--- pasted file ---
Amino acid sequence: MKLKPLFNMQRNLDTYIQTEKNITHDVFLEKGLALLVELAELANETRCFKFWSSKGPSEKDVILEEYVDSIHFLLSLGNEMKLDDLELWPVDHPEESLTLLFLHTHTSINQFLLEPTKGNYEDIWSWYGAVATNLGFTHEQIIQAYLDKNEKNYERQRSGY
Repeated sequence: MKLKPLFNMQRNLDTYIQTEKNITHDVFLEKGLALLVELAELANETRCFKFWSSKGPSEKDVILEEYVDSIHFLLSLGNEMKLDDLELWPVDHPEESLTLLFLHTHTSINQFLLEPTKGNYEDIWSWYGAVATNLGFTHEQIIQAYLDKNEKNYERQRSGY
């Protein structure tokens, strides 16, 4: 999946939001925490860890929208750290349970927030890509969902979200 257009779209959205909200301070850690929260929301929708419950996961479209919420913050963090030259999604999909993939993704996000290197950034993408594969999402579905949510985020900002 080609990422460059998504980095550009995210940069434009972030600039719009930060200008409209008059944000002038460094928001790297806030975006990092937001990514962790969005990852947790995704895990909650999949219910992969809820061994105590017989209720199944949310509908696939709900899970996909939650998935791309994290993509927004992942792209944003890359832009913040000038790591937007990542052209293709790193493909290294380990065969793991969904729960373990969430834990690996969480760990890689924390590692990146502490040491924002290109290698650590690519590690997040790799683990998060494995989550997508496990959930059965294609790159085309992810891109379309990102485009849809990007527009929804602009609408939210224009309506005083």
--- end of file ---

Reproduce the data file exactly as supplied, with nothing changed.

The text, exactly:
Amino acid sequence: MKLKPLFNMQRNLDTYIQTEKNITHDVFLEKGLALLVELAELANETRCFKFWSSKGPSEKDVILEEYVDSIHFLLSLGNEMKLDDLELWPVDHPEESLTLLFLHTHTSINQFLLEPTKGNYEDIWSWYGAVATNLGFTHEQIIQAYLDKNEKNYERQRSGY
Repeated sequence: MKLKPLFNMQRNLDTYIQTEKNITHDVFLEKGLALLVELAELANETRCFKFWSSKGPSEKDVILEEYVDSIHFLLSLGNEMKLDDLELWPVDHPEESLTLLFLHTHTSINQFLLEPTKGNYEDIWSWYGAVATNLGFTHEQIIQAYLDKNEKNYERQRSGY
């Protein structure tokens, strides 16, 4: 999946939001925490860890929208750290349970927030890509969902979200 257009779209959205909200301070850690929260929301929708419950996961479209919420913050963090030259999604999909993939993704996000290197950034993408594969999402579905949510985020900002 080609990422460059998504980095550009995210940069434009972030600039719009930060200008409209008059944000002038460094928001790297806030975006990092937001990514962790969005990852947790995704895990909650999949219910992969809820061994105590017989209720199944949310509908696939709900899970996909939650998935791309994290993509927004992942792209944003890359832009913040000038790591937007990542052209293709790193493909290294380990065969793991969904729960373990969430834990690996969480760990890689924390590692990146502490040491924002290109290698650590690519590690997040790799683990998060494995989550997508496990959930059965294609790159085309992810891109379309990102485009849809990007527009929804602009609408939210224009309506005083």